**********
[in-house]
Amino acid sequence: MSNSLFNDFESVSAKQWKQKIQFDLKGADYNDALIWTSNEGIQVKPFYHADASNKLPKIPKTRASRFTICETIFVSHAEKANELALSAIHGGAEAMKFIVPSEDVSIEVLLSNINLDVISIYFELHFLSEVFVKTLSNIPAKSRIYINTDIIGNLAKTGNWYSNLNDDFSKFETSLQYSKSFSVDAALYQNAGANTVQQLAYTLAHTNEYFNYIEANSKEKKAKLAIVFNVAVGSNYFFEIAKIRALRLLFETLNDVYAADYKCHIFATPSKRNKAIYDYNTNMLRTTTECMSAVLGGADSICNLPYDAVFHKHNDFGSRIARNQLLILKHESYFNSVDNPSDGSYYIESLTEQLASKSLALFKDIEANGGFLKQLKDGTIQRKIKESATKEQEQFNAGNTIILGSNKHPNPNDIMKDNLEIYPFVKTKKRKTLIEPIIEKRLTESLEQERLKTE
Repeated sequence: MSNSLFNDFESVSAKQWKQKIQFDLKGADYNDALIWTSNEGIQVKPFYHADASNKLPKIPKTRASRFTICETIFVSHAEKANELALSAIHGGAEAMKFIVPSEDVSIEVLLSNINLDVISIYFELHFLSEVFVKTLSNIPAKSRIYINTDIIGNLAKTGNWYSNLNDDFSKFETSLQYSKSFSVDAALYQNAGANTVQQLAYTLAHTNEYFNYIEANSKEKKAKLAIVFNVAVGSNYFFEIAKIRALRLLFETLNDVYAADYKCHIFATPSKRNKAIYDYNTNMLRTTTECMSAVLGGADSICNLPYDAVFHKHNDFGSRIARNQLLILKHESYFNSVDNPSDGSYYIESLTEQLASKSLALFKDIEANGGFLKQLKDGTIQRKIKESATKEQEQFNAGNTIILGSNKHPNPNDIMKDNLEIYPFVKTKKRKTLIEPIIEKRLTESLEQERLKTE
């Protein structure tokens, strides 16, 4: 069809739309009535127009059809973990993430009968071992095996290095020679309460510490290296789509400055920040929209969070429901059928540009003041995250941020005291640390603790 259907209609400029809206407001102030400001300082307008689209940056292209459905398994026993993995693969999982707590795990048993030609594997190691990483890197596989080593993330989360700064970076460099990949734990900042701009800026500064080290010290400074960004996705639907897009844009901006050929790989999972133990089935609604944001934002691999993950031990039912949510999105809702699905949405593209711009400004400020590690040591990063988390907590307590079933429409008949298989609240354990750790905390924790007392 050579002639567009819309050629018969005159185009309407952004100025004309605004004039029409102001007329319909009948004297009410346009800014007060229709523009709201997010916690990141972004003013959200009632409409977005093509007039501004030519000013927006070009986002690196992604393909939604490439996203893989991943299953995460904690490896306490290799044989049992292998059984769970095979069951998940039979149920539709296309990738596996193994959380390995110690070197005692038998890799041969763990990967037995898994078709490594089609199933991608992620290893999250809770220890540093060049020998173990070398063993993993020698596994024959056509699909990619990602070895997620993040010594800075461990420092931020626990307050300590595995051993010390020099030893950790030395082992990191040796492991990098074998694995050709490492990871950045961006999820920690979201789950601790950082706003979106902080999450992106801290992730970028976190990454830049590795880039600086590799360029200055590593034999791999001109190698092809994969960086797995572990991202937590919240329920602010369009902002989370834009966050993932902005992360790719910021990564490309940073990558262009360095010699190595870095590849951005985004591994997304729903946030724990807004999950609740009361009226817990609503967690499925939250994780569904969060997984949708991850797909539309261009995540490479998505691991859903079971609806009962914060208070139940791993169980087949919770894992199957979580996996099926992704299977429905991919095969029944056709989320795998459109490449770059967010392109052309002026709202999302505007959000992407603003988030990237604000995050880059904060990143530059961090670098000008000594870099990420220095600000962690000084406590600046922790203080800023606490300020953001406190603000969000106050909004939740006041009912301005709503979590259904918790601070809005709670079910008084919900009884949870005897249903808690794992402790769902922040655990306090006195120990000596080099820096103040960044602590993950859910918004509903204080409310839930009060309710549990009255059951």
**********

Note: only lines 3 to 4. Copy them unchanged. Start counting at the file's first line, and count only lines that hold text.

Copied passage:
Repeated sequence: MSNSLFNDFESVSAKQWKQKIQFDLKGADYNDALIWTSNEGIQVKPFYHADASNKLPKIPKTRASRFTICETIFVSHAEKANELALSAIHGGAEAMKFIVPSEDVSIEVLLSNINLDVISIYFELHFLSEVFVKTLSNIPAKSRIYINTDIIGNLAKTGNWYSNLNDDFSKFETSLQYSKSFSVDAALYQNAGANTVQQLAYTLAHTNEYFNYIEANSKEKKAKLAIVFNVAVGSNYFFEIAKIRALRLLFETLNDVYAADYKCHIFATPSKRNKAIYDYNTNMLRTTTECMSAVLGGADSICNLPYDAVFHKHNDFGSRIARNQLLILKHESYFNSVDNPSDGSYYIESLTEQLASKSLALFKDIEANGGFLKQLKDGTIQRKIKESATKEQEQFNAGNTIILGSNKHPNPNDIMKDNLEIYPFVKTKKRKTLIEPIIEKRLTESLEQERLKTE
């Protein structure tokens, strides 16, 4: 069809739309009535127009059809973990993430009968071992095996290095020679309460510490290296789509400055920040929209969070429901059928540009003041995250941020005291640390603790 259907209609400029809206407001102030400001300082307008689209940056292209459905398994026993993995693969999982707590795990048993030609594997190691990483890197596989080593993330989360700064970076460099990949734990900042701009800026500064080290010290400074960004996705639907897009844009901006050929790989999972133990089935609604944001934002691999993950031990039912949510999105809702699905949405593209711009400004400020590690040591990063988390907590307590079933429409008949298989609240354990750790905390924790007392 050579002639567009819309050629018969005159185009309407952004100025004309605004004039029409102001007329319909009948004297009410346009800014007060229709523009709201997010916690990141972004003013959200009632409409977005093509007039501004030519000013927006070009986002690196992604393909939604490439996203893989991943299953995460904690490896306490290799044989049992292998059984769970095979069951998940039979149920539709296309990738596996193994959380390995110690070197005692038998890799041969763990990967037995898994078709490594089609199933991608992620290893999250809770220890540093060049020998173990070398063993993993020698596994024959056509699909990619990602070895997620993040010594800075461990420092931020626990307050300590595995051993010390020099030893950790030395082992990191040796492991990098074998694995050709490492990871950045961006999820920690979201789950601790950082706003979106902080999450992106801290992730970028976190990454830049590795880039600086590799360029200055590593034999791999001109190698092809994969960086797995572990991202937590919240329920602010369009902002989370834009966050993932902005992360790719910021990564490309940073990558262009360095010699190595870095590849951005985004591994997304729903946030724990807004999950609740009361009226817990609503967690499925939250994780569904969060997984949708991850797909539309261009995540490479998505691991859903079971609806009962914060208070139940791993169980087949919770894992199957979580996996099926992704299977429905991919095969029944056709989320795998459109490449770059967010392109052309002026709202999302505007959000992407603003988030990237604000995050880059904060990143530059961090670098000008000594870099990420220095600000962690000084406590600046922790203080800023606490300020953001406190603000969000106050909004939740006041009912301005709503979590259904918790601070809005709670079910008084919900009884949870005897249903808690794992402790769902922040655990306090006195120990000596080099820096103040960044602590993950859910918004509903204080409310839930009060309710549990009255059951």